Apple’s Gift to Publishers  | American Journalism Review
 AJR  Columns
From AJR,   December 2011/January 2012

Apple’s Gift to Publishers   

The Newsstand feature on iOS 5 iPhones and iPads is enticing readers to subscribe. Mon., December 5, 2011

By Barb Palser
Barb Palser (bpalser@gmail.com), AJR's new-media columnist, is vice president, account management, with Internet Broadcasting.     


When Apple released its new iOS 5 operating system in October, it included a new way to access and organize newspaper and magazine apps. The new feature, called Newsstand,turned out to be a powerful nudge to consumers. To publishers, it was a case study in the tactics of content discovery.

Newsstand is a preinstalled folder on the home screen of iOS 5 iPhones and iPads that displays a user's news apps within a virtual bookcase. Users browse the special Newsstand section of iTunes to stock their shelves with free and subscription publications. Publishers must enable their apps for Newsstand publication in order to be included in the iTunes section.

The buzz preceding Newsstand's launch was tempered with caution. Publishers were still sore over Apple's move in February to force them to use Apple's subscription platform, with its 30 percent revenue share, for all subscription content delivered through iOS apps. The prospect of a newsstand controlled by Apple did not sit well with those who were already suspicious of the company's intentions.

Those concerns were pushed aside — if only temporarily — by Newsstand's rocket-like trajectory when it finally launched in mid-October. In the initial days after the iOS 5 release, Newsstand publishers reported exponential increases in app downloads and significant growth in subscriptions. While individual app download data are not distributed by Apple, a few publishers shared theirs with media outlets:

• A spokesperson for the New York Times told Poynter.org that the NYTimes.com iPhone app was downloaded 1.8 million times in the week Newsstand launched, a dizzying leap from 21,000 downloads the prior week. The iPad version was downloaded 189,000 times, a sevenfold increase over the prior week.

• In the same Poynter.org article, National Geographic reported a fivefold acceleration of app subscription growth during that first week.

• Popular Science, Better Homes and Gardens, Parents and Fitness also saw significant jumps in paid subscription sales in the early days of Newsstand, according to AdWeek.

• News Corp.'s iPad-only publication, the Daily, vied for first place with National Geographic for gross revenue generated in the Newsstand section. That news was a bright spot for the struggling Murdoch publication, whose inauspicious first eight months had led observers to predict its demise.

Newsstand's effectiveness in driving app downloads and paid subscriptions was a bit of a surprise. The concept seemed convenient, but hardly revolutionary. And Newsstand is only available to people who've purchased iOS 5 devices or upgraded their older iPhones and iPads. How could that one change make such a dramatic impact?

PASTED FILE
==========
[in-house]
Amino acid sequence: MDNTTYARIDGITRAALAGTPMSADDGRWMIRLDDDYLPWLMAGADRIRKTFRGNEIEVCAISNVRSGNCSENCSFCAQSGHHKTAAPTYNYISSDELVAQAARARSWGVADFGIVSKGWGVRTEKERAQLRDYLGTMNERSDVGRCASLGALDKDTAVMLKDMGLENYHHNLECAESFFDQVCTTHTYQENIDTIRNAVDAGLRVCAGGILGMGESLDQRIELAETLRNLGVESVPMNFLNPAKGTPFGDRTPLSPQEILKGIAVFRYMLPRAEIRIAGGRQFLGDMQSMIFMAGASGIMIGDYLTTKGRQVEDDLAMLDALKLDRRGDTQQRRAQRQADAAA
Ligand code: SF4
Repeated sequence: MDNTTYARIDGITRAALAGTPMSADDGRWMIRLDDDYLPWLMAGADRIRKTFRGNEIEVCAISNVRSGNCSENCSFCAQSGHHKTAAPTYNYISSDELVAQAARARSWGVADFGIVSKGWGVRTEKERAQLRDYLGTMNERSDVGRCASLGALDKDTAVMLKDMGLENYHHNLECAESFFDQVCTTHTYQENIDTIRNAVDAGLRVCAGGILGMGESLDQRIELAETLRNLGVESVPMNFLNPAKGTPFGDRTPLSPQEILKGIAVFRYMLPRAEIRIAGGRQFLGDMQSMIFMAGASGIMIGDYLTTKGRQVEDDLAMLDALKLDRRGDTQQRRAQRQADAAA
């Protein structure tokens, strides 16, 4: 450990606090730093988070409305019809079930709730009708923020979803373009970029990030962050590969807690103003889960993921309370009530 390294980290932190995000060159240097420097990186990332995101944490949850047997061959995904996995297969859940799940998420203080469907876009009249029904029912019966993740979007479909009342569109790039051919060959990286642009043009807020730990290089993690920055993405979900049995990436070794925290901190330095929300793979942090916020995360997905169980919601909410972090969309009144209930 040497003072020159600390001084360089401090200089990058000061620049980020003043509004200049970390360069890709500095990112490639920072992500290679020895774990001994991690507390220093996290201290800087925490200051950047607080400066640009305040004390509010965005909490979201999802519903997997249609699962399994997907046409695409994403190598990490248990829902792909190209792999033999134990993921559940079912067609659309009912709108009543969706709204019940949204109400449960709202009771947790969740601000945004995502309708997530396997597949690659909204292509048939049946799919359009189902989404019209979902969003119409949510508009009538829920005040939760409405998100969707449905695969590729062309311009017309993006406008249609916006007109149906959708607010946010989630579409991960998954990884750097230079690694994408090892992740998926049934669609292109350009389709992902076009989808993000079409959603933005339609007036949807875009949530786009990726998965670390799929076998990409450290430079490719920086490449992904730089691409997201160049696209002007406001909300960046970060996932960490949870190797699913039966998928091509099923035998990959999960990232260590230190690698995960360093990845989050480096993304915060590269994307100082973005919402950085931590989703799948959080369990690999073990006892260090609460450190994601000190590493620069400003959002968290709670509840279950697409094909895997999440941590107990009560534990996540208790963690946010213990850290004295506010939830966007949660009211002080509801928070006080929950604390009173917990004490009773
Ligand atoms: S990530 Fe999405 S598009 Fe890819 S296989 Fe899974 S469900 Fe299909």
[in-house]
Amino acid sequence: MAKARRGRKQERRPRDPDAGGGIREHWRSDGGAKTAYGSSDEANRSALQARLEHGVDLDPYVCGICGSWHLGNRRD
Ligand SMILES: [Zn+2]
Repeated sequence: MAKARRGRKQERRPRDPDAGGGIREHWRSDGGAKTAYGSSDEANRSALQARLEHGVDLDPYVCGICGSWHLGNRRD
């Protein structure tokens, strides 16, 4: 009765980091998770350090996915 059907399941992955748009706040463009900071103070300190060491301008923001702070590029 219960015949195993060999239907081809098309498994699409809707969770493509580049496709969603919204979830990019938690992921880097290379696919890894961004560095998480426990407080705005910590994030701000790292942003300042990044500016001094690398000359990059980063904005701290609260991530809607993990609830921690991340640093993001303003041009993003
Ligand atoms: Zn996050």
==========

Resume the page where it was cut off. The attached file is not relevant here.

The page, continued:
The answer, according to the digital mavens who've been studying Newsstand, can be explained in one word: discovery. Through a series of choices in the way Newsstand is designed, Apple encourages a lot more people to discover and download news apps.

First, the Newsstand icon is planted on the home screen of every iOS 5 user. Second, the design of the Newsstand interface and icon — a bookshelf that sits naked until apps are added — calls out to the user to fill the empty space. Unlike the static icons used for most apps, the Newsstand icon is dynamic, meaning that it will display miniature covers of the publications waiting to be read. Third, it's easier to find news apps within Newsstand.

Finally, Newsstand's automatic update feature means that fresh content will be fetched daily, ready for quick access, online or offline.

While publishers anticipated the benefits of better organization and automatic downloads, tech writers seem to agree that Newsstand's magic ingredients are its dynamic icon and bookshelf display. Those empty shelves could be the push many consumers need to go forth and discover news apps.

The question is whether the Newsstand effect will wear off at some point, and whether the apps downloaded during October's bender will languish on the shelves. The fact that many people committed to paid subscriptions suggests more than a passing fancy, but others may neglect the apps they downloaded in those euphoric early days.

Further, October's windfall won't resolve Apple's frenemy status with the media. Suspicion over Apple's grabbiness with revenue and user information remains, and concerns about the company's power to marginalize some news sources may be heightened with the advent of Newsstand. Broadcast apps apparently are not welcome, for example.

All of that said, let's appreciate the underlying lesson of Newsstand's success: There appears to be a latent audience out there — apparently a large audience, hopefully a young one — that will sample news sources, given the right circumstances. Sometimes discovery occurs naturally. Other times, a well-placed nudge can go a long way.

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